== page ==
WASHINGTON — The Justice Department is suing Texas over key components of the state's Republican-led voting law that federal officials say are in violation of U.S. protections for civil rights and voting access.
The lawsuit, filed on Thursday, alleges that Senate Bill 1, known as SB 1, violates part of the Voting Rights Act and Civil Rights Act by imposing restrictions at polling locations and through absentee ballots.
"In this action, the United States challenges provisions of SB 1 that deny eligible voters meaningful assistant in the voting booth and require rejection of mail ballot materials for immaterial errors or omissions," the Justice Department said in the lawsuit.
“Our democracy depends on the right of eligible voters to cast a ballot and to have that ballot counted,” said Attorney General Merrick Garland in a statement accompanying the lawsuit.
The Texas law bans overnight and drive-thru early voting, both of which were popular in Houston's Harris County last year during heightened concerns about the coronavirus pandemic. While lawmakers had previously considered a bill that would have limited Sunday morning early voting, the final version of the legislation increased the number of hours on Sunday that counties must offer, from five to six hours.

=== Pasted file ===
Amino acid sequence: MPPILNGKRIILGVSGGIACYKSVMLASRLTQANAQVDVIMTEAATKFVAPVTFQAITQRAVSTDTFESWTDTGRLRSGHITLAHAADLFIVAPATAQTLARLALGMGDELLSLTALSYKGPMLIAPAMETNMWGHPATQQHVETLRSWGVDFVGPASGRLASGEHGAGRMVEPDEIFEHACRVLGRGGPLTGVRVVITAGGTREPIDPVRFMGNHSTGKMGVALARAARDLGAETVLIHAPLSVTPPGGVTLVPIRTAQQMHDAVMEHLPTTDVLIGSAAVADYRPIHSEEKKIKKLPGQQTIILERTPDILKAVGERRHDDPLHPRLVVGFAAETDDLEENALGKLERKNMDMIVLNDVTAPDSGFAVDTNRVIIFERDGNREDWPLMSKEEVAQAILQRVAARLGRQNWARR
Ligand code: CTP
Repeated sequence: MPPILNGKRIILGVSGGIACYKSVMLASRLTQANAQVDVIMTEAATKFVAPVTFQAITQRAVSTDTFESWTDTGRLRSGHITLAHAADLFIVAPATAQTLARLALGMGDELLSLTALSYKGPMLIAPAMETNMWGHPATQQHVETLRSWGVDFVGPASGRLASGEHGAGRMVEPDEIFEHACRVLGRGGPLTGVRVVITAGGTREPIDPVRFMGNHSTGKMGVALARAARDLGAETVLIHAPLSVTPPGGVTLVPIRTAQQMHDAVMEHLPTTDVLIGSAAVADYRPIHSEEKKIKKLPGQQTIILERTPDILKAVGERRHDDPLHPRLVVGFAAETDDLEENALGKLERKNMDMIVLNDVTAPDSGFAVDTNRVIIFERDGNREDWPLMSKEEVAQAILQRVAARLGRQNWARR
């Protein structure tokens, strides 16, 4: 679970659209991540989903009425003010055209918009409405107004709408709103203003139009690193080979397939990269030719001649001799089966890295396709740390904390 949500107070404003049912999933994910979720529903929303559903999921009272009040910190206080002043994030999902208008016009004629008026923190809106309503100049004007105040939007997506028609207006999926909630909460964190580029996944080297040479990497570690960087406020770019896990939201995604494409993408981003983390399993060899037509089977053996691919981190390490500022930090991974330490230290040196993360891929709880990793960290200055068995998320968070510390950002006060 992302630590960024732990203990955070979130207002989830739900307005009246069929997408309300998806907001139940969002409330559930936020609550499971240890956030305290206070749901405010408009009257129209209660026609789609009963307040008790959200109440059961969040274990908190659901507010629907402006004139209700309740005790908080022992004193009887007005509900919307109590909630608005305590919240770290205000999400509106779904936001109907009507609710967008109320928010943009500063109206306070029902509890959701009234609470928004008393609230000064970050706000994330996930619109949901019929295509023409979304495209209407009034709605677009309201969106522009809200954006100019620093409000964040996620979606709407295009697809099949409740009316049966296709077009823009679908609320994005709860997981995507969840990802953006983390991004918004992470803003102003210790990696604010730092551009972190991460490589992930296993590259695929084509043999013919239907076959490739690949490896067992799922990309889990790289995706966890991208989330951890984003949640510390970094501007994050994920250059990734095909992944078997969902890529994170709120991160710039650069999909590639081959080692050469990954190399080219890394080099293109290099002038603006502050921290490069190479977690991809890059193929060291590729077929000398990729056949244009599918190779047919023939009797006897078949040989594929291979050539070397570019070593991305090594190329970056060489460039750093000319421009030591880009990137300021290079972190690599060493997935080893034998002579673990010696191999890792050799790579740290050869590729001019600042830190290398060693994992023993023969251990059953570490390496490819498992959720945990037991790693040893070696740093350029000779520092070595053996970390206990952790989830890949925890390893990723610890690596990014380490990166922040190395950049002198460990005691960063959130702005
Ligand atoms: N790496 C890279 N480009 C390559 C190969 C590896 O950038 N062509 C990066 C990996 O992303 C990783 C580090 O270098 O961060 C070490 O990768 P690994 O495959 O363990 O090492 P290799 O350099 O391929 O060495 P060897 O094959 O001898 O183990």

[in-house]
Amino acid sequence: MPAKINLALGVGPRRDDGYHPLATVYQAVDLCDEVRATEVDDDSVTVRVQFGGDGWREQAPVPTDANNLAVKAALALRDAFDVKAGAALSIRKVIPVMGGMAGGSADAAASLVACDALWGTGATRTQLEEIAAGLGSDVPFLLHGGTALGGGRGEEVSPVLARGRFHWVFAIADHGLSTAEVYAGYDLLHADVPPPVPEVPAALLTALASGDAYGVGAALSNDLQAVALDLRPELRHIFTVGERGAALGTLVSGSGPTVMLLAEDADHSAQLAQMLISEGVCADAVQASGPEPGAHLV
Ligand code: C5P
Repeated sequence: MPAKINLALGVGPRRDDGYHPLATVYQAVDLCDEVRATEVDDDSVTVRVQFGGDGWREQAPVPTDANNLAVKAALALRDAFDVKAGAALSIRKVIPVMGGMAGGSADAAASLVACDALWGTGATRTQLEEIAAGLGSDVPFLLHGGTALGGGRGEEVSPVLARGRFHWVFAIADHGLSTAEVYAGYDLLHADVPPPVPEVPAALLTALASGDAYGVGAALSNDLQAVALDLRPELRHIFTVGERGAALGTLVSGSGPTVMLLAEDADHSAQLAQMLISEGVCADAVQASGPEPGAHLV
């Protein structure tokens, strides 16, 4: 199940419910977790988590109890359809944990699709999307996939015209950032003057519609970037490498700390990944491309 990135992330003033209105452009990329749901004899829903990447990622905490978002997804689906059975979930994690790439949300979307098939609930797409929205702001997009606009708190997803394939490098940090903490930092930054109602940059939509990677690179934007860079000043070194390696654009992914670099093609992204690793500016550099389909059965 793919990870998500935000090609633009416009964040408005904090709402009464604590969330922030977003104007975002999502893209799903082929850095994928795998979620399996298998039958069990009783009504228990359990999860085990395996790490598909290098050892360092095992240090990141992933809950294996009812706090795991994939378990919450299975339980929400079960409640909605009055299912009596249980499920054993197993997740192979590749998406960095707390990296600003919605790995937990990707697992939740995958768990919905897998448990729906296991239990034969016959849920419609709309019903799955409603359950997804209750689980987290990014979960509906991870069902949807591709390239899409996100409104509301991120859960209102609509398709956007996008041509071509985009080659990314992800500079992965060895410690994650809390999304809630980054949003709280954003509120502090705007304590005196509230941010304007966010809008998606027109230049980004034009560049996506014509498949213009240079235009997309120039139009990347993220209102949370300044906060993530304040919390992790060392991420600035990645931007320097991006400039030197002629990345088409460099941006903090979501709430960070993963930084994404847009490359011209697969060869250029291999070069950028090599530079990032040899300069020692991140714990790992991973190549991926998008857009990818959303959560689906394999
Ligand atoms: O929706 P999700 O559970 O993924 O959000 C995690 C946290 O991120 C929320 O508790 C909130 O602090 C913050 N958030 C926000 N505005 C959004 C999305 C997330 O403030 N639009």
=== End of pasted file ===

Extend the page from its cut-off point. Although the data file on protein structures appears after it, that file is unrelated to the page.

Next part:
Texas Gov. Greg Abbott, a Republican, has argued that the new rules will make it easier to vote by expanding the required early voting hours in the state. But critics have pointed to the reduction in early voting hours in some of the state's most populous areas.
Abbott's office did not immediately respond to a request for comment Thursday on the lawsuit.
The state law was passed over the objections of Democratic lawmakers, many of whom briefly fled the state earlier this year in an unsuccessful attempt to block its passage.
This is the second major lawsuit focused on voting access filed by the Justice Department since President Joe Biden took office. In June, the Justice Department sued Georgia, arguing that limits on absentee ballots in a new state law will disproportionately affect Black voters.